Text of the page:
The relevance of categories to Semantic MediaWiki is twofold. One, the browse page browses categories in addition to other properties (see below). Two, while the ad hoc use of categories doesn't "break" Semantic MediaWiki, it does lead to inconsistency when you try to interpret semantics. The RDF export page applies precise semantics to categories, as described in its help page, that will be wrong for some usage.
Properties are "categories for values in articles". The syntax for them is simple,
- [[property name::value]].
Note the '''::''' operator. This is the semantic operator or property assignment operator. It is the only operator that Semantic MediaWiki requires.
value appears in the text, but behind the scenes it has been classified as property name.
This works whether the value is a link or regular text. However, for clarity we'll consider turning links into properties, as regular text requires an additional step.
Turning Links into Properties
Consider the article on Abraham. This article contains many links to other articles in CreationWiki, such as "Isaac," "God," and so forth. However, the link to "Isaac" (among other such links) has a special meaning: the author added it because Isaac is Abraham's most famous son. To make this knowledge available to computer programs, we tag the link
in the article text, identifying it as a link that describes a "son property." With Semantic MediaWiki, we add the property name and semantic operator in front of the link inside the brackets, thus:
In the article, this text still displays as a simple internal link to "Isaac." The additional text "father of" is the name of the property that classifies the link to Isaac. As in the case of categories, the name of the property is arbitrary, but you should try to use re-use properties that already appear elsewhere.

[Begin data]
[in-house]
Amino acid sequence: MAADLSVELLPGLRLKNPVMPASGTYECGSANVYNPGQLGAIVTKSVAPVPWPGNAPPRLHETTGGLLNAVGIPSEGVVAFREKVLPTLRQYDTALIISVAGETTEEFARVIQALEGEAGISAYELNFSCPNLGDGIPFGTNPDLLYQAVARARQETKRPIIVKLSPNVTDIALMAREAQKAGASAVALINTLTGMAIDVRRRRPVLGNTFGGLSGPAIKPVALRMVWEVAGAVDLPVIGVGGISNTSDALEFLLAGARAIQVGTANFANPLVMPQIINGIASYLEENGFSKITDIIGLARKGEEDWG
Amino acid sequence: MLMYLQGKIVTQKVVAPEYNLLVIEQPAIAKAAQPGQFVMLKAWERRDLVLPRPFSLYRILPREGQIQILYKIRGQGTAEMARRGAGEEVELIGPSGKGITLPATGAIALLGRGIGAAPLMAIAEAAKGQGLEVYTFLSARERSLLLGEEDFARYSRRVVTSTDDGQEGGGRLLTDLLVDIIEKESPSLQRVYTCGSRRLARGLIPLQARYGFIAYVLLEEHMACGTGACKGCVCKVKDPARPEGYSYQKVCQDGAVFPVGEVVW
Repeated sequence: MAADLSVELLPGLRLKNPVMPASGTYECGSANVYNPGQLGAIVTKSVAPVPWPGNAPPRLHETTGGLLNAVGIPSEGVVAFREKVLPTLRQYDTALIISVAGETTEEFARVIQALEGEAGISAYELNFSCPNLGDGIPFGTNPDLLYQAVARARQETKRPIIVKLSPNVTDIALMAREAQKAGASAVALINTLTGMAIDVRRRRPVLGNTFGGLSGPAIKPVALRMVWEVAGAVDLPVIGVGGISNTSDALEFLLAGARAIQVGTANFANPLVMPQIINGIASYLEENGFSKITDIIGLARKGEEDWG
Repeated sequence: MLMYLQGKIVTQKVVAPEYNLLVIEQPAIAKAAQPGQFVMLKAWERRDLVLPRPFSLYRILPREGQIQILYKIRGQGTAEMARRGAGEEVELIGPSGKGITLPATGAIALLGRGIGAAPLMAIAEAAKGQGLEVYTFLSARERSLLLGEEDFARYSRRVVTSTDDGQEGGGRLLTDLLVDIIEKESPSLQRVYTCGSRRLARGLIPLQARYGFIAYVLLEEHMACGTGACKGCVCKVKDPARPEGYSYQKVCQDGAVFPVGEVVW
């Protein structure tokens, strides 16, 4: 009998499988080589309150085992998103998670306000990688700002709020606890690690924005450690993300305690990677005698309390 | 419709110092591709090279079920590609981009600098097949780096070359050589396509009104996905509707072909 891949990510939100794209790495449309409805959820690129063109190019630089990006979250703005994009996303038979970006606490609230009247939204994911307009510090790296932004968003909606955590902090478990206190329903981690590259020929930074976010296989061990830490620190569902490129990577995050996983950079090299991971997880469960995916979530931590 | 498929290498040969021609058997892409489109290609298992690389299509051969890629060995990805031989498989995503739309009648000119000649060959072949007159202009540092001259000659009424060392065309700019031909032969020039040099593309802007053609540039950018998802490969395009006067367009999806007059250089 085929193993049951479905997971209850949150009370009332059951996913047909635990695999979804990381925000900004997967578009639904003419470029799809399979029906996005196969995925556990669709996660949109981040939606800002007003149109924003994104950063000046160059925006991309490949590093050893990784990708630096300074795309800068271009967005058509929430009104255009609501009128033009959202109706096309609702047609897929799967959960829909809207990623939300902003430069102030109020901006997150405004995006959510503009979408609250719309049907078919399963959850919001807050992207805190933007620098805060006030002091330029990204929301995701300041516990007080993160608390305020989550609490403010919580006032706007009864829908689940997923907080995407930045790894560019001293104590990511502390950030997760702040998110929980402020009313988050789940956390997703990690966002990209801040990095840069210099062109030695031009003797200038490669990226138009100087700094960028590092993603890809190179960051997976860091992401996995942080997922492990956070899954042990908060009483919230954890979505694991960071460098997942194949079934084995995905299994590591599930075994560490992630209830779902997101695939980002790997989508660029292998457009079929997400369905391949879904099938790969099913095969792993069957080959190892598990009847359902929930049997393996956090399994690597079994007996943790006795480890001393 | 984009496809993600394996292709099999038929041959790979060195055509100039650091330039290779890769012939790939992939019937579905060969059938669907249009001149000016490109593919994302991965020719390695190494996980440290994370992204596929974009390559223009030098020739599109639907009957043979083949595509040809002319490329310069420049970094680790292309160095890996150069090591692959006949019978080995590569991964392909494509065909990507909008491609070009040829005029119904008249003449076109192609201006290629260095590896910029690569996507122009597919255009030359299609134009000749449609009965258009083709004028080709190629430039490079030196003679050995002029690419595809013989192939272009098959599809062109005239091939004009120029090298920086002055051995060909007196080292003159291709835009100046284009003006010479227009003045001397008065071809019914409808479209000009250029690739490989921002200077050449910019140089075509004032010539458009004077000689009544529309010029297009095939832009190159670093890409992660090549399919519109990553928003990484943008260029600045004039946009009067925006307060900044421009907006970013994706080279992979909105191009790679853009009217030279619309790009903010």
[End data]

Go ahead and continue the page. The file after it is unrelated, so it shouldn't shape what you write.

To simplify this re-use, every property has its own article in the wiki, just as every category has an article. You can see all the properties in use in the wiki with the Special:Properties page. (Currently this applies only to the main namespace, i.e. the namespace for articles. But properties are also usable in other namespaces, like Help.) Property articles are in the "Property" namespace. You therefore can use the Special:Allpages page to find existing properties.
A property's page is used to do more than explain the property. It is also required to assign a type to a property (see below). If a property page stays empty, the type is assumed to be the page type that is the SMW datatype for establishing internal links. But if you want your property to be of any other type, you must assign that type.
There are various ways of adding properties to pages:
|What it does||What you type|
|Classify a link with the property "example property."|| |
Classify a [[example property::link]] with the property "example property."